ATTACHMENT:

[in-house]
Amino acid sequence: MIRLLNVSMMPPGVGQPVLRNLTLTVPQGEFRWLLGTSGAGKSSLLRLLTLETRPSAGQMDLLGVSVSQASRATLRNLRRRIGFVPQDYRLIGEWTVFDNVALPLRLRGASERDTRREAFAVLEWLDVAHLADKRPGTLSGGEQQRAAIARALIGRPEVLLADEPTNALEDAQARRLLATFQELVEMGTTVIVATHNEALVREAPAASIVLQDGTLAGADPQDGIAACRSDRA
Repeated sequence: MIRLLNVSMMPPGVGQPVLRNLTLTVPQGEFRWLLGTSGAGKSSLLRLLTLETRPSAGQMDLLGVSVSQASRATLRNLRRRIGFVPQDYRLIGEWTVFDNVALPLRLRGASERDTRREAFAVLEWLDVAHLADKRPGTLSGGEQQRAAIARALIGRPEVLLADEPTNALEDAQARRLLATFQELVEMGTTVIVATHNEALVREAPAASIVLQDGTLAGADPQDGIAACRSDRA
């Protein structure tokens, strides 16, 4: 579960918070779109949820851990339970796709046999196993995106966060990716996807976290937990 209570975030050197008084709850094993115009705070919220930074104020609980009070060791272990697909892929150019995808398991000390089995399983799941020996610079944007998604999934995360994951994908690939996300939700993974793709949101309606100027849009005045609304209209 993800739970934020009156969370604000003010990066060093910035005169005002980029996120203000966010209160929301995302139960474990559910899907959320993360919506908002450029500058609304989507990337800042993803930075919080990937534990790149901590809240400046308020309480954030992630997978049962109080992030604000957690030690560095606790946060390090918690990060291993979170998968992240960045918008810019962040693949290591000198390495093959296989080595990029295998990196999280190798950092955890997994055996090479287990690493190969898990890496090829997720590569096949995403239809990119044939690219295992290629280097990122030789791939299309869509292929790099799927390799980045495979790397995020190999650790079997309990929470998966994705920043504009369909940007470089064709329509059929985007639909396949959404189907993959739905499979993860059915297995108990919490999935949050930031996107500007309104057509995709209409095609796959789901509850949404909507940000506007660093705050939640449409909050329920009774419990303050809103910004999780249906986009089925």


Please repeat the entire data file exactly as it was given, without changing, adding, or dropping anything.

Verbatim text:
[in-house]
Amino acid sequence: MIRLLNVSMMPPGVGQPVLRNLTLTVPQGEFRWLLGTSGAGKSSLLRLLTLETRPSAGQMDLLGVSVSQASRATLRNLRRRIGFVPQDYRLIGEWTVFDNVALPLRLRGASERDTRREAFAVLEWLDVAHLADKRPGTLSGGEQQRAAIARALIGRPEVLLADEPTNALEDAQARRLLATFQELVEMGTTVIVATHNEALVREAPAASIVLQDGTLAGADPQDGIAACRSDRA
Repeated sequence: MIRLLNVSMMPPGVGQPVLRNLTLTVPQGEFRWLLGTSGAGKSSLLRLLTLETRPSAGQMDLLGVSVSQASRATLRNLRRRIGFVPQDYRLIGEWTVFDNVALPLRLRGASERDTRREAFAVLEWLDVAHLADKRPGTLSGGEQQRAAIARALIGRPEVLLADEPTNALEDAQARRLLATFQELVEMGTTVIVATHNEALVREAPAASIVLQDGTLAGADPQDGIAACRSDRA
């Protein structure tokens, strides 16, 4: 579960918070779109949820851990339970796709046999196993995106966060990716996807976290937990 209570975030050197008084709850094993115009705070919220930074104020609980009070060791272990697909892929150019995808398991000390089995399983799941020996610079944007998604999934995360994951994908690939996300939700993974793709949101309606100027849009005045609304209209 993800739970934020009156969370604000003010990066060093910035005169005002980029996120203000966010209160929301995302139960474990559910899907959320993360919506908002450029500058609304989507990337800042993803930075919080990937534990790149901590809240400046308020309480954030992630997978049962109080992030604000957690030690560095606790946060390090918690990060291993979170998968992240960045918008810019962040693949290591000198390495093959296989080595990029295998990196999280190798950092955890997994055996090479287990690493190969898990890496090829997720590569096949995403239809990119044939690219295992290629280097990122030789791939299309869509292929790099799927390799980045495979790397995020190999650790079997309990929470998966994705920043504009369909940007470089064709329509059929985007639909396949959404189907993959739905499979993860059915297995108990919490999935949050930031996107500007309104057509995709209409095609796959789901509850949404909507940000506007660093705050939640449409909050329920009774419990303050809103910004999780249906986009089925």